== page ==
Nothing: A Portrait of Insomnia, by Blake Butler

horse_oats's review

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What a miracle that Blake Butler could sustain the rhythm and syntax of that elusive pre-sleep/over-tired state for 300 pages! Lovely: form marries content! But the trick got old after awhile of going nowhere interesting.

shanz77's review

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I really enjoyed this book. I found the structure and writing beautiful. As a fellow lifelong insomniac I saw a lot of my own experiences and commiserated,

melanie_page's review

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I'd give it a solid 2.5--I really liked some parts (when he describes moments from his life in beautiful wording: the balloon, going to the clinic, his father, his dreams about the boulder and the man in the white car), but a lot of the book moves away from memoir and delves into fantasy (page after page of using words like air, self, meat, holes, and lick in uncommon form, leaving me a bit lost as to what he means and falling down the rabbit hole without a flashlight). They may be Butler's fantasies that he experiences while awake, but aren't all fantasies fiction? Based on the descriptions of his other books, his memoir sounds fairly close in content. If there were more Blake Butler and less theory/philosophy/dream-like writing that doesn't seem to be dreams, I'm sure my opinion would be much higher. How would this book have been different if there were more descriptions of actual dreams (such as when he is awake 129 hours) and less stream-of-conscious writing?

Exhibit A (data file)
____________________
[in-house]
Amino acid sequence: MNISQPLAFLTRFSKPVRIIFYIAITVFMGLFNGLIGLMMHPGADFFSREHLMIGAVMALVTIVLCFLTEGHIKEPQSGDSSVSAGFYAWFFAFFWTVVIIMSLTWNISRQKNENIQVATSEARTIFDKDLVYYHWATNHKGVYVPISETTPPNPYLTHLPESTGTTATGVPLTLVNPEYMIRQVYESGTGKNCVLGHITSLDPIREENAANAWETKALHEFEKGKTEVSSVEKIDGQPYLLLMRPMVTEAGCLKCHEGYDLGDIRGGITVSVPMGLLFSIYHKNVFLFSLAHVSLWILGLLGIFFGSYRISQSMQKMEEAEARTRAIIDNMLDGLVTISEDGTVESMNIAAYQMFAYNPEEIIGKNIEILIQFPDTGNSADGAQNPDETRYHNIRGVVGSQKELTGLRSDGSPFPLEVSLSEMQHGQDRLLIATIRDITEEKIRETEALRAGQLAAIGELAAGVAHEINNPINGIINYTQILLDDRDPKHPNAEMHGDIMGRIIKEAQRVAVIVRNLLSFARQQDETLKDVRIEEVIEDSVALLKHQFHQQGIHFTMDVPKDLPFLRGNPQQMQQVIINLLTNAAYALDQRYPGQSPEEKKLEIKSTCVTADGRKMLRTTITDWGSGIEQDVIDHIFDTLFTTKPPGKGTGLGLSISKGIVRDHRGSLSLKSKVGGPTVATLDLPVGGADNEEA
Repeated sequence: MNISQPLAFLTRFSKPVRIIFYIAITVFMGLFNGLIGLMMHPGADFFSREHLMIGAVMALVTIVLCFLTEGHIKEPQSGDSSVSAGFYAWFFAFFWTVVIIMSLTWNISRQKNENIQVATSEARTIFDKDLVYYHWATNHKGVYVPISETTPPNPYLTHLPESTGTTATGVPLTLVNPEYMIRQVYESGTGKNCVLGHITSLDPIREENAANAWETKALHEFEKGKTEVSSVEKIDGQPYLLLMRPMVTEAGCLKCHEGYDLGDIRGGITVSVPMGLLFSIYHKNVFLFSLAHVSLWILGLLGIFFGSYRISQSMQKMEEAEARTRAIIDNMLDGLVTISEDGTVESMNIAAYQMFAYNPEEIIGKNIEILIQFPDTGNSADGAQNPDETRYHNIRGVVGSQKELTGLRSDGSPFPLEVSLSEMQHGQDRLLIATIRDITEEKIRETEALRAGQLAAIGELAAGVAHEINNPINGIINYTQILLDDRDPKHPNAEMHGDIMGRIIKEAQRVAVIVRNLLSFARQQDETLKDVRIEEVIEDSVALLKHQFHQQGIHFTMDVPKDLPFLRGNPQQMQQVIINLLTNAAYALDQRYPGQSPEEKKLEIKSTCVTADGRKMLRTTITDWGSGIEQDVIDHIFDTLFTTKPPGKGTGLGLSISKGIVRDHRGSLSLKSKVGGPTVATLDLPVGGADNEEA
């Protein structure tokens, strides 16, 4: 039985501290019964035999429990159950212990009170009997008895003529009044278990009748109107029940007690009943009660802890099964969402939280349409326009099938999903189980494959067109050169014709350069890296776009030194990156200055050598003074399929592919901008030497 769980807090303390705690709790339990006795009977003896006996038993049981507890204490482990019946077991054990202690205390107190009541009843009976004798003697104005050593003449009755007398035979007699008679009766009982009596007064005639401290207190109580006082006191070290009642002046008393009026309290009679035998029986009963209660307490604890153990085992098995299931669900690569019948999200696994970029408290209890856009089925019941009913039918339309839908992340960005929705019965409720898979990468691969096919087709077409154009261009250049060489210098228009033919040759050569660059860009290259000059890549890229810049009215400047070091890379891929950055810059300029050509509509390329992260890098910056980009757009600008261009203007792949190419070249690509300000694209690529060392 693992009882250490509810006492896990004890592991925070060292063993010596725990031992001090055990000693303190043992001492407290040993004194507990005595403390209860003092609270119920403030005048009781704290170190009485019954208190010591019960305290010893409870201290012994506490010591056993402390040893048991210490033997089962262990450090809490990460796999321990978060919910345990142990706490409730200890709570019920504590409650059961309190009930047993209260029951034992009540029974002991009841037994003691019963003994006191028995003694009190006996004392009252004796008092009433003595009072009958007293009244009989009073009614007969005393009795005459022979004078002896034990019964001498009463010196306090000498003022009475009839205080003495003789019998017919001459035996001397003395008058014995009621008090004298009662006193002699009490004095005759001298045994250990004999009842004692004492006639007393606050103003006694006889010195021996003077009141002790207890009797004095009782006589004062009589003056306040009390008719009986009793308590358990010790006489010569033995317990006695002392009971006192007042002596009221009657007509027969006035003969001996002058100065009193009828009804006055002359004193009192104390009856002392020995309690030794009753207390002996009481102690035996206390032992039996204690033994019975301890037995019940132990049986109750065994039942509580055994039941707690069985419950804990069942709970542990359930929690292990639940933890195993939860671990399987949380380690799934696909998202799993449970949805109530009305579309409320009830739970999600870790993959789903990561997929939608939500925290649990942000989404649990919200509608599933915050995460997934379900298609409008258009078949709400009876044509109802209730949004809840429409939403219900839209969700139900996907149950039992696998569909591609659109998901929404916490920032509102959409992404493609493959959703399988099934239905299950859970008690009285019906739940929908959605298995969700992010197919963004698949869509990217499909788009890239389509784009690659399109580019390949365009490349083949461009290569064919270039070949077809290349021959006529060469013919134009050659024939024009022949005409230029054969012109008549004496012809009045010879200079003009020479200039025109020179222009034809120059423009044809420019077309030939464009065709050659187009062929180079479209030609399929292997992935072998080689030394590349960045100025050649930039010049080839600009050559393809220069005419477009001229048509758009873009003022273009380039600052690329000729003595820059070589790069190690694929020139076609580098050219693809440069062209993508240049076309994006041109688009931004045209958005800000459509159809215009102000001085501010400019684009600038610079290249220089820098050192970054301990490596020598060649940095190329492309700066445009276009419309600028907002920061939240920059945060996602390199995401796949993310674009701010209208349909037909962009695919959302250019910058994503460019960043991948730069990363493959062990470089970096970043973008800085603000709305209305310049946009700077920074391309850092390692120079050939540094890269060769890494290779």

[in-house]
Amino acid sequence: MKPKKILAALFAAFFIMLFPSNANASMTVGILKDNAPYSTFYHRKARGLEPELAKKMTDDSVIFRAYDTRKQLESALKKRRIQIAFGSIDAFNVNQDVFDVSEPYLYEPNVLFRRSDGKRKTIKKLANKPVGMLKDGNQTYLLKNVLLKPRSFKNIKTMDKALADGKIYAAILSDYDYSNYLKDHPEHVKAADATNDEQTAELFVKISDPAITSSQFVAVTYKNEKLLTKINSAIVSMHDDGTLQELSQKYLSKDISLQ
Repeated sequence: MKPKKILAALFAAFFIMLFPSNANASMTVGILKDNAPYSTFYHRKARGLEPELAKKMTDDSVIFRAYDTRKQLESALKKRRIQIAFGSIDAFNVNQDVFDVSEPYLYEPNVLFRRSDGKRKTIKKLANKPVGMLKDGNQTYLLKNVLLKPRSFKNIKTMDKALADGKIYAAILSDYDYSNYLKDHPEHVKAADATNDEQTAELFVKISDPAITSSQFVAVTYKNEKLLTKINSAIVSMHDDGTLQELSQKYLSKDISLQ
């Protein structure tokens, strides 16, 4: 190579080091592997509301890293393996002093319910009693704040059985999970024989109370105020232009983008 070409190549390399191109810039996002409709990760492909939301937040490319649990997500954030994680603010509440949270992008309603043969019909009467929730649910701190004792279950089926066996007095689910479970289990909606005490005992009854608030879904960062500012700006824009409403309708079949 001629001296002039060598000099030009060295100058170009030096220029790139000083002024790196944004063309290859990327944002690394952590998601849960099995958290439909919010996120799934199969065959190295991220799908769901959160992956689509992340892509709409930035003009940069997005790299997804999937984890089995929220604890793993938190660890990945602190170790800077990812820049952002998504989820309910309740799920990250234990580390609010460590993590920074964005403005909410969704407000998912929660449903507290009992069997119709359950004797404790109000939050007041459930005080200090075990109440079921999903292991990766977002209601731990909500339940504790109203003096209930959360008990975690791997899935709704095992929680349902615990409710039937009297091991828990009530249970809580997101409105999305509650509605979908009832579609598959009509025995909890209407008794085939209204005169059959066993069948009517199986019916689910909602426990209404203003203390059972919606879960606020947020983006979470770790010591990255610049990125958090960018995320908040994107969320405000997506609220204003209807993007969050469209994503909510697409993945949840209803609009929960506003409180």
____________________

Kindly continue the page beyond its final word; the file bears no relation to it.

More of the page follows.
etienne02's review against another edition

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The cover glows in the dark! That might be the only reason why I will keep this book, because honestly, inside, there isn't much. A very personal non-fiction, more of a memoir than a essay. We don't learn anything, the author force the writing to be poetic, which was so not necessary in a book like that and we end up asking ourselves why we read it.

felicitastraeumer's review against another edition

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Nothing. Well, there would be a lot to say about this book, but you better read for yourself to fully understand.

I found this read disturbing and at the same time disturbingly interesting. I could not stop reading until I was so tired I simply had to go to bed. Which is, in itself, paradox when reading about insomnia. Blake's mixture of theories about insomnia, its causes and its cures, and his very own experiences involving himself writing and his family history makes this book rather special.

However, you must be truly interested in the subject and like modern philosophy a lot to get through this book. I recommend it to anyone who is an insomniac and likes thinking beyond usual patterns.